One little computer worm can open a big can of worms


Iran’s latest attempts to bring its nuclear power plants online reads something like a Tom Clancy novel.

Parts are coming in from a defiant Russia. A key scientist – a specialist in nuclear isotope separation – was killed today by bomb-wielding motorcyclists. And more than 30,000 computers in the system were crippled late last week by a computer worm called Stuxnet, which experts say was calibrated to destroy uranium-enrichment centrifuges by sending them spinning out of control.

Iran blames everything on the West and Israel. No one has taken responsibility for any of the attacks. But everyone should play close attention, because this scenario is going to become very common in our technology-driven society and military — and raises some critical questions that remain to be answered.

This new article by the Foreign Policy Research Institute rightly identifies the cyber realm as the fifth domain of warfare, joining land, sea, air and space. It gives a quick review of the history of cyber warfare, and the threats we face as attacks in this domain unfold. And it asks the right questions: What about retaliation? Is a country justified by retaliating with a similar cyber attack, a traditional military attack or an asymmetrical terror attack? How do treaties such as that of NATO play into the mix?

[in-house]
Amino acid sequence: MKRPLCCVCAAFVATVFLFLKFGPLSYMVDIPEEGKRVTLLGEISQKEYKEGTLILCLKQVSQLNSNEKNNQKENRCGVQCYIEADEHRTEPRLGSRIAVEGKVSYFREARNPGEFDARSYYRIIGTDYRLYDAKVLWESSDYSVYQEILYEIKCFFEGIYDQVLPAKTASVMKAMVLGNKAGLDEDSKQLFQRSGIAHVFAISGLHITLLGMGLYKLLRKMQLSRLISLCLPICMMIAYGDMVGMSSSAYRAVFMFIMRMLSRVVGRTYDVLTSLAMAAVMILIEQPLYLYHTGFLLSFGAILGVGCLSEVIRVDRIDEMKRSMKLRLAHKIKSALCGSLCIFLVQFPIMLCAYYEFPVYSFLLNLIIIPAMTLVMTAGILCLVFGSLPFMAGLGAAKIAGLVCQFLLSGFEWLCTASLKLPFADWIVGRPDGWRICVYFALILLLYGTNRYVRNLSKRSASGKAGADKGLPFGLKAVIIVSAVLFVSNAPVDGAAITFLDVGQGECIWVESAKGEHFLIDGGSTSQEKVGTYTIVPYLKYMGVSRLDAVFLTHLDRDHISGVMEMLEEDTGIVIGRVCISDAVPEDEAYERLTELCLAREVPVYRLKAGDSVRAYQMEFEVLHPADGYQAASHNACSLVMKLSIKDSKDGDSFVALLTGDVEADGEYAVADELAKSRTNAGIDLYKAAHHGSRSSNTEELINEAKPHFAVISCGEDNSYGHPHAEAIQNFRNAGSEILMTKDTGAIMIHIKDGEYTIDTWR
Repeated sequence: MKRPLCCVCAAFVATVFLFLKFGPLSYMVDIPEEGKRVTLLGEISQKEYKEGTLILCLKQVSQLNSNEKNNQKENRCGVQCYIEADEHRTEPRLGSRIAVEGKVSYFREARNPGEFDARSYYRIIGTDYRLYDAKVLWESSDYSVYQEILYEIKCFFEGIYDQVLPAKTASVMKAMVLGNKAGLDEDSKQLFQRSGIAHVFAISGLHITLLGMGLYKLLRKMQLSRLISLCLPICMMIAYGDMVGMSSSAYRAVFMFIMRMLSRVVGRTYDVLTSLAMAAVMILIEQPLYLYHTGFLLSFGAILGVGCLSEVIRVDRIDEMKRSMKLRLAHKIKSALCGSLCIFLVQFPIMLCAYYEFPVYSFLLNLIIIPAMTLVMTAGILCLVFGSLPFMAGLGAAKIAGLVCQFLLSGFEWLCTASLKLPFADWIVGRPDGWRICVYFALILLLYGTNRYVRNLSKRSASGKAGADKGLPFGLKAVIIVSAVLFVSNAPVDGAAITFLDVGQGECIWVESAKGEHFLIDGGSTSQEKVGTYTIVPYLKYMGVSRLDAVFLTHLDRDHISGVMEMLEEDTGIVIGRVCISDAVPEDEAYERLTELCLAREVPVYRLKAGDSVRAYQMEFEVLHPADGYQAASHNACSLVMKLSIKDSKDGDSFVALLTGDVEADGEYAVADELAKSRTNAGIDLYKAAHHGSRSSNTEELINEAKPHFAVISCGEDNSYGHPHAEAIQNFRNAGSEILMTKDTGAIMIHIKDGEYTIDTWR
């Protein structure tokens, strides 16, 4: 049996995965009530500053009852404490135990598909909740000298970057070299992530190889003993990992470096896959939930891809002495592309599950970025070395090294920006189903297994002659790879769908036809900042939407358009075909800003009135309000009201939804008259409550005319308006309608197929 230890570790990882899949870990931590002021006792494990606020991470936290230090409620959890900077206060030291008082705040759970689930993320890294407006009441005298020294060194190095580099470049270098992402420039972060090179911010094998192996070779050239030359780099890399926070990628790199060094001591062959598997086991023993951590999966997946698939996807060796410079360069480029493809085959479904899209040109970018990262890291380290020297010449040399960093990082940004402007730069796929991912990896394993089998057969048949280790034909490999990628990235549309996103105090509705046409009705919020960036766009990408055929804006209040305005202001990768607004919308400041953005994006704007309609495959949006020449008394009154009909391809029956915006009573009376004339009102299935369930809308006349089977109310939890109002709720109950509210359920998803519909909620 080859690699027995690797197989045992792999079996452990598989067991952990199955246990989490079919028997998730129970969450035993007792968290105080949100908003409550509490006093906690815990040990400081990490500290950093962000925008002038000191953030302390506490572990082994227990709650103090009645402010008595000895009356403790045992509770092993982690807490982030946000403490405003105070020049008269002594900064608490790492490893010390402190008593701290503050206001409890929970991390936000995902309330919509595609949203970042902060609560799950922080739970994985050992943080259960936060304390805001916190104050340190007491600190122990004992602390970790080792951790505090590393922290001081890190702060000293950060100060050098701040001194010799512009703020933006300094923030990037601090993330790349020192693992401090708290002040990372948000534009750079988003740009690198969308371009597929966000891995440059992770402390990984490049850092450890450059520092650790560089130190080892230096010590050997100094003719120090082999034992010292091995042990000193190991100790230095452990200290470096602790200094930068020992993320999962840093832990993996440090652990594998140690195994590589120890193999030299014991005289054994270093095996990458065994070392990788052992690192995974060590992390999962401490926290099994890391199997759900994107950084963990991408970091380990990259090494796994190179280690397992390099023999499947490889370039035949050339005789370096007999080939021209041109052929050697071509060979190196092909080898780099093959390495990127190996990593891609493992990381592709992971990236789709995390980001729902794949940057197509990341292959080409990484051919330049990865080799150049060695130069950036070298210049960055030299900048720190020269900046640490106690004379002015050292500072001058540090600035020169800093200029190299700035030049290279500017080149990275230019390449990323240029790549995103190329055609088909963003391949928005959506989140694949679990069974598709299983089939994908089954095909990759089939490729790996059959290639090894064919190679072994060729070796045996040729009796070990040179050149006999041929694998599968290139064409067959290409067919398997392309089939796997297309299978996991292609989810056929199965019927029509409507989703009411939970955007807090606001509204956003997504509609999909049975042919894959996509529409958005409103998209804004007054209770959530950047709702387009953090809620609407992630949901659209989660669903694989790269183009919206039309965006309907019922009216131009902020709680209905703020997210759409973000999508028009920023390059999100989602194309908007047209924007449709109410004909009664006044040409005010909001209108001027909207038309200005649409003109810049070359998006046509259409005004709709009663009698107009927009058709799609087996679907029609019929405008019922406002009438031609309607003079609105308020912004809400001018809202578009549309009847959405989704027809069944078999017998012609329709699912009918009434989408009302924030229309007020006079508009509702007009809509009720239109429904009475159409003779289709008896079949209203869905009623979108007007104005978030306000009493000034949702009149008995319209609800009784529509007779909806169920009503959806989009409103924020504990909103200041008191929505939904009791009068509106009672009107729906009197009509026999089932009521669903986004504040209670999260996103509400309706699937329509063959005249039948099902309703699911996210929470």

The questions are legitimate. Even now, Gen. Keith Alexander, who head the National Security Agency and the Pentagon’s Cyber Command, wants the green light to launch preemptive computer network attacks to protect U.S. interests. Many lawmakers support the idea – many do not. And legal analysts are running in circles with their hair on fire trying to find the right answer.

Meanwhile, the word out of Iran is that it has confined the worm, and the country’s first nuclear power plant has been loaded fuel and will go on line by late January.


About Author

A Navy brat who spent eight years in the Marines (two years aboard the carrier Independence). Worked in journalism in Eastern North Carolina through the latter part of the 90s, then became editor of Air Force Times in 2000. Stayed there five years, then took a break to finish some school. Now back in the game with Navy Times.

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